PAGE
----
A survey of the nation's sleeping and waking patterns has revealed that on average, we get over 7 hours sleep a night. But we spend 20 minutes in bed after the alarm has gone off while Germans get up more swiftly.
The national survey found that UK adults sleep on average for 7 hours, 21.5 minutes every night.
On work days, 72.6% of British people use an alarm clock to wake up, and once awake stay in bed for 20 minutes. Work starts at a mean time of 8.50am (with a peak start at 9am).
At weekends or on free days, only 12.5% of us use an alarm clock to wake up.
The survey was carried out by Professor Russell Foster of the University of Oxford and Professor Till Roenneberg from Ludwig-Maximilians-Universität München. Both are experts in chronobiology – the study of the body clock, or the circadian rhythms which govern our waking and sleeping patterns.
In April, they asked the British public to contribute to an international survey looking at the quantity – and quality – of sleep amongst the population. Almost 5,500 Brits completed the survey, which will be discussed today at The Times Cheltenham Science Festival.
"It appears that the UK population and their German counterparts have much the same sleeping and waking patterns."
Professor Russell Foster
Professor Roenneberg then compared these British results to 5,463 German respondents (matched by age and sex) randomly extracted from a database of the sleeping patterns of 70,000 Germans.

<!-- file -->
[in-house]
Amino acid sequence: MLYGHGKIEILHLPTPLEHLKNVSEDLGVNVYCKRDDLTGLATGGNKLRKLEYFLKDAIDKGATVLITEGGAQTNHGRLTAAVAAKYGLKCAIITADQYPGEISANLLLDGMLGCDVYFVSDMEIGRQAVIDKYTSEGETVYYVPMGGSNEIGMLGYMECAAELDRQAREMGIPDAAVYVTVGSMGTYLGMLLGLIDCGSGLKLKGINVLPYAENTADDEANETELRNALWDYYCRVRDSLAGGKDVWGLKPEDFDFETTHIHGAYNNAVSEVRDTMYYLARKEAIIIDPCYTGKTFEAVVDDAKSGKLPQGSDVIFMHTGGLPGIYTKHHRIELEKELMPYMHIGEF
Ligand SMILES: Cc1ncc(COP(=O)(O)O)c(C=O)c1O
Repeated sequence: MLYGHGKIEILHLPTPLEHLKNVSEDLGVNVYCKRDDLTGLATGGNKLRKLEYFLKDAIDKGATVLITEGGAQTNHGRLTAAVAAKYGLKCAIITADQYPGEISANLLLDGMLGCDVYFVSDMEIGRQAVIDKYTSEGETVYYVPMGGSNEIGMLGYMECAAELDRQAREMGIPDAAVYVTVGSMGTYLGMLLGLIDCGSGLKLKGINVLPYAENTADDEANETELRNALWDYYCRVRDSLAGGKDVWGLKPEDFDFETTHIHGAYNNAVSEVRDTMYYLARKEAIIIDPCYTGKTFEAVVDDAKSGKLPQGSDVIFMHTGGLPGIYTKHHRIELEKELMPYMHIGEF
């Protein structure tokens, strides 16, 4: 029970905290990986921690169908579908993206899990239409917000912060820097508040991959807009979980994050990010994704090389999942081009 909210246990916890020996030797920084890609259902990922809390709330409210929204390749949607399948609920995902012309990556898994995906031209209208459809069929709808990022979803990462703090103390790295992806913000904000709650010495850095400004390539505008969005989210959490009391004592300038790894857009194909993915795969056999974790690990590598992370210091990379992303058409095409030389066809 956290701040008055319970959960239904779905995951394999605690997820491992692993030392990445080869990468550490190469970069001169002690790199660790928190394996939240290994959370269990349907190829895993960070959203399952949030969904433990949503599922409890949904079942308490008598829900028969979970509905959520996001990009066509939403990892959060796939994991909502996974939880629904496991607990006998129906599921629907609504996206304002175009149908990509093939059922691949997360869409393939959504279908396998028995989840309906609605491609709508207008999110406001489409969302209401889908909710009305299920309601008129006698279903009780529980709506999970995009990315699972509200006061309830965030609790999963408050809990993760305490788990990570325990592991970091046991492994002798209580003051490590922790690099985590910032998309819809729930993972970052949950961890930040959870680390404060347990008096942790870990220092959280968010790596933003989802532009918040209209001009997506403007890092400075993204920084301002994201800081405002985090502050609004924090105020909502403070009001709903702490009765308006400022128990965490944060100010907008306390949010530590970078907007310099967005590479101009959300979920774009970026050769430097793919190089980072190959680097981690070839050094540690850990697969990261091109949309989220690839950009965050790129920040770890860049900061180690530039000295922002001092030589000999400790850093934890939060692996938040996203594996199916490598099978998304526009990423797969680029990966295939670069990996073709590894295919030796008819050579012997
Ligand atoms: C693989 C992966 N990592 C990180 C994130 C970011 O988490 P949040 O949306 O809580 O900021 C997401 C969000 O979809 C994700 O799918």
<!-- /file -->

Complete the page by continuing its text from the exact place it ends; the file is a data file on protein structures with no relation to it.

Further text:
He found that Germans slept 8.5 minutes less each night than the British respondents, and the Brits also stayed in bed five minutes longer once the alarm had gone off.
Russell Foster, head of the Nuffield Laboratory of Ophthalmology at Oxford University and chair of The Times Cheltenham Science Festival, said: 'It appears that the UK population and their German counterparts have much the same sleeping and waking patterns.
'On comparing the average British and German "chronotype," there was absolutely no difference. The German and UK graphs describing chronotype could be laid on top of each other. The survey shows that the mean chronotype (mid-sleep time on free days) differed by half a minute and was 4.25am.'
Professor Till Roenneberg, head of the Munich Centre of Chronobiology at the Ludwig-Maximilians-Universität München, said: 'When I compared the sleep patterns of the UK respondents with their German counterparts the main difference was in their experience of social jet lag. Social jet lag is the discrepancy between what our body clock wants us to do and what our social clock wants us to do. It is much smaller for Brits, by more than 30 minutes, which means that the working day starting at 8.50am (compared to the German work day starting at 8.20am on average) better suits the sleep needs of the UK population.'
Professor Foster and Professor Roenneberg will be talking about the regenerative power of sleep tonight at The Times Cheltenham Science Festival.